It's Official: Microsoft Windows 8 Isn't Working
Many companies have been banking on Microsoft Windows 8 to turn things around in the PC market. Many companies are going to be rather disappointed that the operating system isn't working out the way they hoped. The PC market still stinks.
The big picture
IDC has now released its estimates on PC shipments in the fourth quarter. This was quite an important quarter, as it marked the release of Windows 8. The new platform wasn't available throughout the entire quarter, as it was launched at the end of October, but it was powering many a device during the important holiday shopping season.
Total worldwide shipments came in at 89.8 million units, representing a year-over-year drop of 6.4%, which was worse than the 4.4% decrease that IDC was predicting. Windows 8 was unable to turn the tide of sluggish PC demand in the face of soaring smartphone and tablet adoption for consumer computing needs.
Hewlett-Packard held on for dear life to its crown as the No. 1 PC vendor in the world by volume, shipping just over 15 million PCs during the quarter. Dell got hammered and saw units fall 20.8% to 9.5 million.
Q4 2012 Worldwide Unit Shipments
Q4 2012 Worldwide Market Share
IDC said that vendors were so focused on pushing the touch-centric interface and implementation that some of Windows 8's other features related to security or reliability were lost in translation. Many consumers and companies alike remain on the sidelines waiting to see how adoption pans out.
Several Acer execs have said consumers are still confused about the whole thing. Acer CEO JT Wong, the same man that warned Microsoft to "think twice" before launching its competing lineup of Surface tablets, told AllThingsD, "The promotion of the product is really focused on the keyboard, and the users really don't know how to maximize the touch experience." Acer chief marketing officer Michael Birkin chimed in, "There was just a lot of messaging coming out at the same time: Windows 8, Surface, RT."
It's all a little much for the average consumer. IDC feels the same way, saying the PC market needs to improve its messaging this year.
The domestic declines weren't as bad, with U.S. shipments declining by "just" 4.5% to 17.7 million. Apple was essentially flat in the fourth quarter with just over 2 million Macs sold stateside, while Toshiba in particular fared particularly badly with units dropping by a third.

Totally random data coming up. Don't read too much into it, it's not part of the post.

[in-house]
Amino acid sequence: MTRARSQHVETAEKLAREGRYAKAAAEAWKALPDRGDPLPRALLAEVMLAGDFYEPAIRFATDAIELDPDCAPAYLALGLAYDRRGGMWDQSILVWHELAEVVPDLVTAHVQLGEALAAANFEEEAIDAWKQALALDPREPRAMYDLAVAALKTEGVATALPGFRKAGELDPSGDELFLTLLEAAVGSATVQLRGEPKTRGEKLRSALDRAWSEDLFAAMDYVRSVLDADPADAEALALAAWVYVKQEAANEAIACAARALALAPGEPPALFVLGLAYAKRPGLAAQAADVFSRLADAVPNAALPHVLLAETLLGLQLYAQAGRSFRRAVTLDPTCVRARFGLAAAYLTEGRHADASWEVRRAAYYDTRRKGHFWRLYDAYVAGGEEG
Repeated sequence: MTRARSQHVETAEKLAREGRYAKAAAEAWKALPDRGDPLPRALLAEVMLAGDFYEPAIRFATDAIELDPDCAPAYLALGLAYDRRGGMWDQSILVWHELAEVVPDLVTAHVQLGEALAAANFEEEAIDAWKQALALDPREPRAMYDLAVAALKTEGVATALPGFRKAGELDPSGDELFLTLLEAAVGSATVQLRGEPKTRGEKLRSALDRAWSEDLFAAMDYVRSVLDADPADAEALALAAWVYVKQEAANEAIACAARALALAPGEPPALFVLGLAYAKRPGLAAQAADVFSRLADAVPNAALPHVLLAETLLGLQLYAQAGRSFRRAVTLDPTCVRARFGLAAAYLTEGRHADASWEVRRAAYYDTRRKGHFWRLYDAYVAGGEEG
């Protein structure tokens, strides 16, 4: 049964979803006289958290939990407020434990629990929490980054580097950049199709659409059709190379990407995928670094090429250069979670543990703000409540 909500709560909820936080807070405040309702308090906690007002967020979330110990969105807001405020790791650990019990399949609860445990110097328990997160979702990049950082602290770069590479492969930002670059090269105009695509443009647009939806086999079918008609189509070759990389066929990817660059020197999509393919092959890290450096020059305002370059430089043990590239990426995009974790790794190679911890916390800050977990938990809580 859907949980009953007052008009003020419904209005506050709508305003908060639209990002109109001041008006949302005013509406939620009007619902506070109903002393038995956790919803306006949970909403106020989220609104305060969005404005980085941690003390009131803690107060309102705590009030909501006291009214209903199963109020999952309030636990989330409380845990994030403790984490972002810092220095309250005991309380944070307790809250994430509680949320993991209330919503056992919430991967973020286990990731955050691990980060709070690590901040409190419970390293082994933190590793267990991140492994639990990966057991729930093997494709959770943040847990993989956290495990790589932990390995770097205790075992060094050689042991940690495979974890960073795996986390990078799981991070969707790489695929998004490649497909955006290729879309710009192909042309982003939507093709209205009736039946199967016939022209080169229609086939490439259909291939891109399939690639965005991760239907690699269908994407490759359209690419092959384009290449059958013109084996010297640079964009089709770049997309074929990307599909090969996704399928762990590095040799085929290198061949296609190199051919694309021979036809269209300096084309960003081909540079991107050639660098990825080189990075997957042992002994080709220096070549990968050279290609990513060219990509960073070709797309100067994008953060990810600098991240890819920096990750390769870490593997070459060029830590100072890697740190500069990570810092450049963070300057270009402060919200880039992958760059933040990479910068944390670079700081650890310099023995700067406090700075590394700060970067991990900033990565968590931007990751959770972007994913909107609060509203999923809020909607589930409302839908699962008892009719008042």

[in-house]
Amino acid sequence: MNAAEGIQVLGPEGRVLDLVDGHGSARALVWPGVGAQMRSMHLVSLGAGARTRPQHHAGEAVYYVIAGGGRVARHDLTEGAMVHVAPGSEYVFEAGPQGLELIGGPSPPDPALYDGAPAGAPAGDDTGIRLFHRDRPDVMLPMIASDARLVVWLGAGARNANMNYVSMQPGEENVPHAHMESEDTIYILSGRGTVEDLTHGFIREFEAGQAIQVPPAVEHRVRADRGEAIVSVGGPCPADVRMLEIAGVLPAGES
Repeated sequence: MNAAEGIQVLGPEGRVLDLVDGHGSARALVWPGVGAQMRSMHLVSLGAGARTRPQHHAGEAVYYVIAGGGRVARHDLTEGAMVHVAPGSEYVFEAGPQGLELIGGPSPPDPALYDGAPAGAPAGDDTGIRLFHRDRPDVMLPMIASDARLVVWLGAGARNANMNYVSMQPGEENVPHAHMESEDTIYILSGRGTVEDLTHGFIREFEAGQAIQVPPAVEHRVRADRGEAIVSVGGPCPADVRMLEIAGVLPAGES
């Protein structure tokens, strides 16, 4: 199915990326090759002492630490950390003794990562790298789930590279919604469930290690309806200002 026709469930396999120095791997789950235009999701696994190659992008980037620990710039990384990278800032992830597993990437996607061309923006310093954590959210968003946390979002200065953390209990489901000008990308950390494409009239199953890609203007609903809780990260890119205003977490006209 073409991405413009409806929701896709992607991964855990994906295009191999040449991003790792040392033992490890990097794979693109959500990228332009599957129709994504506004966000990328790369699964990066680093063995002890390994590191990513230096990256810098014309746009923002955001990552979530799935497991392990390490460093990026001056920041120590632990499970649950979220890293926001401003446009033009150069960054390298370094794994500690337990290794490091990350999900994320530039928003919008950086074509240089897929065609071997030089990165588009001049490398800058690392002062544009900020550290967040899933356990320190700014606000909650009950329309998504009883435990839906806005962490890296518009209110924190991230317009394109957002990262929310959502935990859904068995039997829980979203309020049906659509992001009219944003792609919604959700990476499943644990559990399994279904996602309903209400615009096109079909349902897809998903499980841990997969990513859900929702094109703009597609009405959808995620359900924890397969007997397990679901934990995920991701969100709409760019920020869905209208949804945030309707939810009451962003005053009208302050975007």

Q4 2012 U.S. Unit Shipments
Q4 2012 U.S. Market Share
To add even more context to how Windows PCs fared in the U.S., we can back out Apple's figures to isolate them (assuming other platforms like Linux have negligible market share). Doing so makes the PC market look slightly worse, with units declining 5% as opposed to 4.5%. That being said, a lot of the sales in the fourth quarter were clearing out Windows 7 inventory as Windows 8 ramps up channel inventory.
One for all, or all for one?
Microsoft recently said that it has sold 60 million Windows 8 licenses. However, that total includes upgrades and sales to OEMs as the supply chain fills the channel. The software giant already deferred $1.2 billion in revenue in the September quarter related to upgrades and OEMs, in addition to the $540 million it deferred in the June quarter primarily for the Windows Upgrade Offer. That means a lot of the money for these licenses is already sitting on the balance sheet waiting to be recognized.
Still, license sales and unit shipments both represent sell-in as opposed to sell-through to end users. How many Windows 8 laptops/desktops/tablets/hybrids/convertibles/sliders are sitting on store shelves because the average buyer isn't confident about how use the darn thing? None
The article It's Official: Microsoft Windows 8 Isn't Working originally appeared on Fool.com.Fool contributor Evan Niu, CFA, owns shares of Apple. The Motley Fool recommends Apple. The Motley Fool owns shares of Apple and Microsoft. Try any of our Foolish newsletter services free for 30 days. We Fools may not all hold the same opinions, but we all believe that considering a diverse range of insights makes us better investors. The Motley Fool has a disclosure policy.
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